If time is tight, then you can look much closer to home for a fun winter diving destination. Nemo 33, located in Brussels, has become increasingly popular as a destination for club trips. With balmy water temperatures of 32ºC and a maximum depth of 34m, a club trip here is infinitely more attractive than a day trip to an inland pit.

Enhancing it further is the close proximity to the UK, and the chance to turn the trip into a pleasant weekend in a beautiful European city, enjoying the sites and the food on offer. There have even been moves towards creating a similar facility here in the UK, making it even more accessible as a winter diving destination.

Photo by Stuart Duncan Stuart Duncan-cold water diving

Want to go diving with some new buddies? Let us help you find your local BSAC club

Send your postcode to hello@bsac.com and we'll help you find the right scuba club for you. Or if you fancy a chat call us 0151 350 6226 (Mon - Fri, 9 - 5:30).


I should mention that a significant number of divers choose to remain active around the UK coast during the winter. Sometimes it’s a question of having a flexible plan that can change according to weather. Or it could be a case of mounting an expedition to an area with more protection from wind and sea chop, such as the sea lochs of Scotland or the freshwater sites of the Lake District.

Winter kit care for scuba divers

With diving activities winding down over the winter months, many people tuck their kit away in the corner of their garage and forget all about it for a while. Or worse, equipment is chucked into a box after the last dive of the season and left there mouldering away until spring. In fact, winter ‘dry-time’ presents a window of opportunity to treat your kit to a bit of TLC.

  • Take regulators and BCs in for a much-needed service
  • Disinfect all those neoprene items that languish damply in the bottom of your dive bag, such as hood and gloves
  • Clean the rust off your dive knife or snips before treating it to some grease to protect the metal in the coming season.
  • The rubber straps on masks and fins can be checked for signs of perishing and replaced if necessary.

It’s so much better to resolve these problems in the comfort of your own home instead of trying to improvise quick fixes while rolling around on a boat, fully kitted, with your buddy waiting impatiently to jump in.

Diet – what goes in, tends to stay put!

It is a hard ask over the winter period to try and eat healthily… roast dinners, puddings fine wine and eating one too many chocolates is what keeps many of us going through the mid-winter period.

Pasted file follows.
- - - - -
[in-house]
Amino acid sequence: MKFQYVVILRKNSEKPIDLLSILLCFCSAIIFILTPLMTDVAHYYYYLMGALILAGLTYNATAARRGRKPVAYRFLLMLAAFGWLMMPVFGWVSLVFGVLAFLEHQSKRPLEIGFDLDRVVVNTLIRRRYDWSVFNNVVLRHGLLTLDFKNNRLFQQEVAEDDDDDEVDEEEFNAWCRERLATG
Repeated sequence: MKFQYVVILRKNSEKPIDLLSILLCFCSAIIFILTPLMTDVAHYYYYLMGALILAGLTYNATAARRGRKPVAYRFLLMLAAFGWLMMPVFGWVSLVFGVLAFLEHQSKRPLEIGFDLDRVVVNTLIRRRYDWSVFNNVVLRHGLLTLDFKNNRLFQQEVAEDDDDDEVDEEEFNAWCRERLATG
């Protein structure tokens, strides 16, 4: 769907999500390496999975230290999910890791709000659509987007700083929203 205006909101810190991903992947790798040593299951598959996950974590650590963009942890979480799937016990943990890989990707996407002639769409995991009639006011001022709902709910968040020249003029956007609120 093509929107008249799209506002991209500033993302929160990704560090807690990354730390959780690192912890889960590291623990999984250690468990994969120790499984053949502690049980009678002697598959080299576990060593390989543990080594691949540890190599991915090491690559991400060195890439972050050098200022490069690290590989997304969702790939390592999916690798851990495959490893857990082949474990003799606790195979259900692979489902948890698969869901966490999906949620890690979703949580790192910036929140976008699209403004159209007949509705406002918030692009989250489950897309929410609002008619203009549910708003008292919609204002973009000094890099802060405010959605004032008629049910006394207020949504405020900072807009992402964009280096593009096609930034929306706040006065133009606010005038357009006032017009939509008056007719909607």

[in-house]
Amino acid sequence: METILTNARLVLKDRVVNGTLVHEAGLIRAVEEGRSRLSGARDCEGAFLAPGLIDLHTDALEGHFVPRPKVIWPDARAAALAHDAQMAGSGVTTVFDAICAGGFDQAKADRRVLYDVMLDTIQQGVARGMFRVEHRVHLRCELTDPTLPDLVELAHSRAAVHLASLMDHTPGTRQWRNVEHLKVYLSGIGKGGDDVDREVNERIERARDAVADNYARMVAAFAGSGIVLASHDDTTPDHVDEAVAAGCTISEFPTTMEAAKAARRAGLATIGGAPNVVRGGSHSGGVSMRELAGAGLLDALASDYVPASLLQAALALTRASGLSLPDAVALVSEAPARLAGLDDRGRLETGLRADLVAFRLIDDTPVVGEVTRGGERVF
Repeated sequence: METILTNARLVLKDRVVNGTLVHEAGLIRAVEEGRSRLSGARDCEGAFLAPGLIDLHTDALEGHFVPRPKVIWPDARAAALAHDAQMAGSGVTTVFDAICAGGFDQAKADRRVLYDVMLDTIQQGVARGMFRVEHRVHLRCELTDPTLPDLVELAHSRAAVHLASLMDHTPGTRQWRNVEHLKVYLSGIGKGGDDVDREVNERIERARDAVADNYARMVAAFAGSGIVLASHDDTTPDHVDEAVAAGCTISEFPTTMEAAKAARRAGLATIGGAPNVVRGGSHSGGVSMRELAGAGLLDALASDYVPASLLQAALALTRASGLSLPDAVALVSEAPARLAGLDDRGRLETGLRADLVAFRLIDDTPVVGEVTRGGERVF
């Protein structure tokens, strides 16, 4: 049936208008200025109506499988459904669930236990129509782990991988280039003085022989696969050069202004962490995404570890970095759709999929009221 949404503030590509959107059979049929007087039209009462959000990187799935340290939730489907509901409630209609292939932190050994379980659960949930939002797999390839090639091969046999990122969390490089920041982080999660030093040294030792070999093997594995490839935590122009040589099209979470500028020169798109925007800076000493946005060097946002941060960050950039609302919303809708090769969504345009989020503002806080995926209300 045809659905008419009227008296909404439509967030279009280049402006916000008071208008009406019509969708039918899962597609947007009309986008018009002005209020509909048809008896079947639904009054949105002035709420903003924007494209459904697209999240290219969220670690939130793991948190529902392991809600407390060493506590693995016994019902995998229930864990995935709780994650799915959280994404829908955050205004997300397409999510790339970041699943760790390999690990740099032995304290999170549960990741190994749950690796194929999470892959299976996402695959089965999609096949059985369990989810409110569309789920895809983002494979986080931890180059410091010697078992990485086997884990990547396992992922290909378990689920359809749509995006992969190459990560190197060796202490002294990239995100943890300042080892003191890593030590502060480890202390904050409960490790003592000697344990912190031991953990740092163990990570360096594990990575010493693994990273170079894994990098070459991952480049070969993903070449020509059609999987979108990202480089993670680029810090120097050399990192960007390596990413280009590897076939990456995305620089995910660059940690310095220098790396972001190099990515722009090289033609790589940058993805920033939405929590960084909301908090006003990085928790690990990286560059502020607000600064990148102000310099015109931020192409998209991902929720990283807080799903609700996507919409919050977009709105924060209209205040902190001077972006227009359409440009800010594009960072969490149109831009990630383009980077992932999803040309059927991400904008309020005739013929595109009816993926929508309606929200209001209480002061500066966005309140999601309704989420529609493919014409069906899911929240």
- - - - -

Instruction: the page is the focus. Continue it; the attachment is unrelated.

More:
My advice? Don’t deprive yourselves, but go for smaller portion sizes. Midwinter gluttony is, I suspect, a significant factor in the many cases of ‘mystery shrinking drysuit’! I know it sounds boring being so restrained after the civilised gluttony of the Christmas period, but the truth is that a little self control can work wonders when looking at your overall health.

Keep moving

Outdoor exercise tends to go by the wayside over the winter period. But never let go of the fact that you are a diver, and if you’ve got the right kit anything is feasible. In this instance, I’m just talking about getting outside and moving. The health benefits of a daily walk have long been espoused by the medical community and the weather need not be an obstacle – just ask any dog owner.

For the keener exercise enthusiast, the buzzword for indoor exercise is HIIT (high-intensity interval training). HIIT is a form of interval training alternating short periods of intense anaerobic exercise with less-intense recovery periods. It has been shown to promote cardiovascular fitness, while increasing fat burn for a prolonged period after exercise has finished. Exercises used include: mountain climbers, star jumps and burpees (any gym stalwart’s nightmare!). The attraction of HIIT for many is that the training time can be short (as little as four minutes), and requires no specialised equipment so can be done in the privacy of your own home.


Learning Curve article from SCUBA issue 64

 

 


Let us help you find your local BSAC club

Send your postcode to hello@bsac.com and we'll help you find the right scuba club for you. Or if you fancy a chat call us 0151 350 6226 (Mon - Fri, 9 - 5:30).